Managers or directors who decide to waive their salary and/or dividends in order to ease pressure on a cash-strapped business in these difficult times may find themselves doubly out-of-pocket, with a dry tax charge on earnings or dividends they never actually receive. It's all about timing…..

Salary

Who does this affect and how?

It is relevant to any employee or director who waives remuneration (including salary and bonuses) to which he/she is contractually entitled.

If the remuneration is waived before it is treated as received for employment income purposes then it will not be taxable earnings, so no tax arises.

However, if it is waived after it is treated as received for employment income purposes then the employee remains taxable (under PAYE) on the remuneration given up.

When is salary "treated as received"?

Salary is treated as received when it is paid, or (if earlier) when a person becomes entitled to payment of earnings. This would generally be the contractual salary payment date.

For directors, there are additional timing rules which should also be considered, relating to when the amount of earnings is determined, or credited in the accounts.

SO… Check when an individual becomes entitled to salary before waiving. No payment doesn't mean no tax!

Dividends

Who does this affect and how?

This effects individuals who are shareholders in a company and who choose to waive entitlement to a dividend.

As with salary, if dividend entitlement is waived before the dividends are treated as received by the individual shareholder, then no income tax liability will arise.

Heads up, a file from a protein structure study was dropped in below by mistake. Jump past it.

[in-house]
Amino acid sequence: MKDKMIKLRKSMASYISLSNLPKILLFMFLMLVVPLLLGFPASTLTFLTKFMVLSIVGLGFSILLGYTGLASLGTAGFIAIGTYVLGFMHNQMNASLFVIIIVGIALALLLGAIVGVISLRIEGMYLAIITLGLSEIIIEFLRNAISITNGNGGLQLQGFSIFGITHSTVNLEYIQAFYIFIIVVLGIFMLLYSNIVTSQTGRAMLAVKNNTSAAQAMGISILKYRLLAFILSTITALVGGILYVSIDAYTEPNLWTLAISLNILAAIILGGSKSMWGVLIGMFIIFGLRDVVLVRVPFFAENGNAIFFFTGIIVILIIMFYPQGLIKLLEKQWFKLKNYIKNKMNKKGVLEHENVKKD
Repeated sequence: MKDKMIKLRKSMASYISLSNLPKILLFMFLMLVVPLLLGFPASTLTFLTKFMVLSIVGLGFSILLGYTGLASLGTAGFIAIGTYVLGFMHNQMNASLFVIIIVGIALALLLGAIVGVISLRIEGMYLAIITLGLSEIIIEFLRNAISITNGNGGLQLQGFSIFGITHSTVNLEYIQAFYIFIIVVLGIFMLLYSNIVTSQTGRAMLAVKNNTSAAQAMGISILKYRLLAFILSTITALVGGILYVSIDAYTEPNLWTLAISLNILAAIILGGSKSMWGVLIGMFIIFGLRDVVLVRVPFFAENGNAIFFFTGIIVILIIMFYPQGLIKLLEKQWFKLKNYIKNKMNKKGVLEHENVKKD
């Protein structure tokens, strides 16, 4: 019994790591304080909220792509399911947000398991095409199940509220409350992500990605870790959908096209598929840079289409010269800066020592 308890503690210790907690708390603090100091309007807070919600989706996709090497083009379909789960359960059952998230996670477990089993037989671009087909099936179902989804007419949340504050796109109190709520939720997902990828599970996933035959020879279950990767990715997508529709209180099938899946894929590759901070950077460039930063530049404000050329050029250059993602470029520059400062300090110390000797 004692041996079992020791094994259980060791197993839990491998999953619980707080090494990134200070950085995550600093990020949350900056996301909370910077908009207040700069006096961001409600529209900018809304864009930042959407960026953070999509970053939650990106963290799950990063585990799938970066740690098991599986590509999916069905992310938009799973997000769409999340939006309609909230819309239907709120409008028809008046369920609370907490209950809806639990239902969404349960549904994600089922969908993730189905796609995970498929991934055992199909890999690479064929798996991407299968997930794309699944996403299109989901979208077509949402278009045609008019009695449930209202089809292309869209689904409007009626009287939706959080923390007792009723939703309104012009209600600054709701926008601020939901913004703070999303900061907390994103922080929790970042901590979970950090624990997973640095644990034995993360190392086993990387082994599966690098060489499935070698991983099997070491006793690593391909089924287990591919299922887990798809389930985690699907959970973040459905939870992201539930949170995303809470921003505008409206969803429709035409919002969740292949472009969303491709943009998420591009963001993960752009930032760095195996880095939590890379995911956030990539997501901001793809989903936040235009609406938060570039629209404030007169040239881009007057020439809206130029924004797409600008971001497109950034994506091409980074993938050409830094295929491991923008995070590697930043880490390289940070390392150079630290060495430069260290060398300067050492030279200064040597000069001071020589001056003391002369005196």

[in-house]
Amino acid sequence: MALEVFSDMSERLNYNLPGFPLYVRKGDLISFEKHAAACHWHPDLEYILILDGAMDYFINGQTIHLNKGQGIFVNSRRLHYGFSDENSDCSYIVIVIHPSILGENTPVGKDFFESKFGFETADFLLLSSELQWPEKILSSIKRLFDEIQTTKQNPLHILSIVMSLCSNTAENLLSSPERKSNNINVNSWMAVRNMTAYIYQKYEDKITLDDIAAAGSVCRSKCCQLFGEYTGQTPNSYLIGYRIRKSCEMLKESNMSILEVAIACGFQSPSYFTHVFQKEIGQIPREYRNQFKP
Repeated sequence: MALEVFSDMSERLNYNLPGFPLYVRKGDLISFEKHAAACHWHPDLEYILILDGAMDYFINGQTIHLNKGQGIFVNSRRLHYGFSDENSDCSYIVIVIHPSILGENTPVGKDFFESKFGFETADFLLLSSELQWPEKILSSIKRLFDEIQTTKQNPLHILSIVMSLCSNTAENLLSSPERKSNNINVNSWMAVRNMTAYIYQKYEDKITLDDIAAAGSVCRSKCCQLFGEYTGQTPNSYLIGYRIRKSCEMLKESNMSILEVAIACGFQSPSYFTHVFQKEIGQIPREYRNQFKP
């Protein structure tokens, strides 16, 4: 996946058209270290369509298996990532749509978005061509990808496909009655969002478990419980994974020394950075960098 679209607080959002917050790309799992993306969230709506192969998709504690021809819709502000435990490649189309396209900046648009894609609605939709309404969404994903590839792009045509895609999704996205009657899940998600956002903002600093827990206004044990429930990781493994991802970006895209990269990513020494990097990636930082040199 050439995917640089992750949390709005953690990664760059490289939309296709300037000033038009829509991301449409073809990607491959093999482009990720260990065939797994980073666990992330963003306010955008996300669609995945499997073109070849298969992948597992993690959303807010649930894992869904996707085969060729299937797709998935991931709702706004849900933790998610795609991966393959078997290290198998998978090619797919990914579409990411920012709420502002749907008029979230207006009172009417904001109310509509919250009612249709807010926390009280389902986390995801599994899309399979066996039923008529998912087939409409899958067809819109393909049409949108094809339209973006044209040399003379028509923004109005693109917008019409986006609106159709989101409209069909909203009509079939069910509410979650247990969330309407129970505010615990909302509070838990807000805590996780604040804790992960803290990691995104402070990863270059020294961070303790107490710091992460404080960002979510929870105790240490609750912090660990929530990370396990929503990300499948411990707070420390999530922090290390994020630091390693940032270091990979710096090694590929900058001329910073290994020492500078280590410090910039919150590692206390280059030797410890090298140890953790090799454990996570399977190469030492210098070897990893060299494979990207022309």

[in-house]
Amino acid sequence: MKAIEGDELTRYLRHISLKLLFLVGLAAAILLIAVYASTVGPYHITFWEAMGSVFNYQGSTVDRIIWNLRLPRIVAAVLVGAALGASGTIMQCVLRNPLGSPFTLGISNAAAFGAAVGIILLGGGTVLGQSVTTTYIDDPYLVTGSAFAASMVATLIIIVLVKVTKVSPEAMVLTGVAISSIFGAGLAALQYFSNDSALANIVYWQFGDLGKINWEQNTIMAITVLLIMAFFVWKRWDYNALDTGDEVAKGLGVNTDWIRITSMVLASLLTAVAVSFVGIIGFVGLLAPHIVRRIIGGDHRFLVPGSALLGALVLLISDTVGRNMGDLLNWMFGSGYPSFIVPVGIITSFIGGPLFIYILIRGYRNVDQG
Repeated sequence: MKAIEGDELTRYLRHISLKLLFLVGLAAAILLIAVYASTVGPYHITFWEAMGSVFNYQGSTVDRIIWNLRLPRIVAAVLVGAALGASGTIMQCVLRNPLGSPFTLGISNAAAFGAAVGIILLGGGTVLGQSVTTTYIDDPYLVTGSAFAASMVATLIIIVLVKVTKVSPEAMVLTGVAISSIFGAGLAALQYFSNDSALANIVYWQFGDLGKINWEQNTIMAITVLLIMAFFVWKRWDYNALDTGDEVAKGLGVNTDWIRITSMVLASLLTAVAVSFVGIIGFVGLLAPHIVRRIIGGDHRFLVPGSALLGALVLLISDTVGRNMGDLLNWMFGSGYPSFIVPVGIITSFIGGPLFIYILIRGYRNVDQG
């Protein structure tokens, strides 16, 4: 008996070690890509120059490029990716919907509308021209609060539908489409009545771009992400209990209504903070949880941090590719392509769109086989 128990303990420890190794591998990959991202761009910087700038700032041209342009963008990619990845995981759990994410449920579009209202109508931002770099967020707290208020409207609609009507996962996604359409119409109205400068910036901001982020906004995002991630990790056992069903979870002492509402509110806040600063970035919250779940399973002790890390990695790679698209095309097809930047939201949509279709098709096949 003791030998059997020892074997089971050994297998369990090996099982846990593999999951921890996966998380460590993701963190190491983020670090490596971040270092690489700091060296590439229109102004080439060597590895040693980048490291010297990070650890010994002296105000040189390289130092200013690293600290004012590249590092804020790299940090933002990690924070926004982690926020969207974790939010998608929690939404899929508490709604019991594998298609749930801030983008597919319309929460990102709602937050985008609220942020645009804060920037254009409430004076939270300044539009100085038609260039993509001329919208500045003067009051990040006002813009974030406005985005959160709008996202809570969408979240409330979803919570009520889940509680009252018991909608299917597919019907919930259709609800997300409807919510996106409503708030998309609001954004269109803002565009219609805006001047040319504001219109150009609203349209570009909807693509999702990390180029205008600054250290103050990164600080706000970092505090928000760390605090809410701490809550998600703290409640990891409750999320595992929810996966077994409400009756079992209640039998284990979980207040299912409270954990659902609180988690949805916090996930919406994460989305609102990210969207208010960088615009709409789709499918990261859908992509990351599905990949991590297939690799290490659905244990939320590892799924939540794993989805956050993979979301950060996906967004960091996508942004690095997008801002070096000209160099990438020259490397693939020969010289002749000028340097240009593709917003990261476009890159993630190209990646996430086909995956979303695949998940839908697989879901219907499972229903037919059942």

If dividends are 'waived' after they are treated as received, then the shareholder will be taxed on the dividends (at the income tax rate applicable to dividends), via self-assessment, even though they are never received.

In addition, waiver of the dividend at this stage could amount to waiver of a debt due from the company which may have tax consequences for the company.

When are dividends "treated as received"?

Be aware of the difference in treatment between interim and final dividends.

Interim dividends are only treated as received once they have actually been paid out to the shareholder.

Dividends which have been 'finally declared' are treated as received immediately on declaration. Although dividends are usually finally declared at a company's AGM, or board meeting, it is crucial to check the Articles of Association for any automatic rights to dividends or dividend accrual, or deemed dividend payment dates which could mean the dividends are finally declared without any additional board or shareholder process being required. An automatic dividend right could trap a shareholder into a dry tax charge if a company's cashflow means that the dividend cannot be paid but it is already deemed to have been declared.

Form of waiver

The waiver of the dividend right should be executed as a deed by the shareholder, and for no consideration.

Key Contacts

Justine Delroy

Justine Delroy

Partner, Tax & Structuring
United Kingdom

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Paul Concannon

Paul Concannon

Partner, Tax & Structuring
United Kingdom

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Peter Sayer

Peter Sayer

Partner, Tax & Structuring
London

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Michael Hunter

Michael Hunter

Partner, Tax & Structuring
United Kingdom

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Martin Griffiths

Martin Griffiths

Partner, Tax & Structuring
Leeds, UK

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Jonathan Fletcher Rogers

Jonathan Fletcher Rogers

Partner, Employment
London, UK

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Charlotte Fallon

Charlotte Fallon

Partner, Tax & Structuring
London

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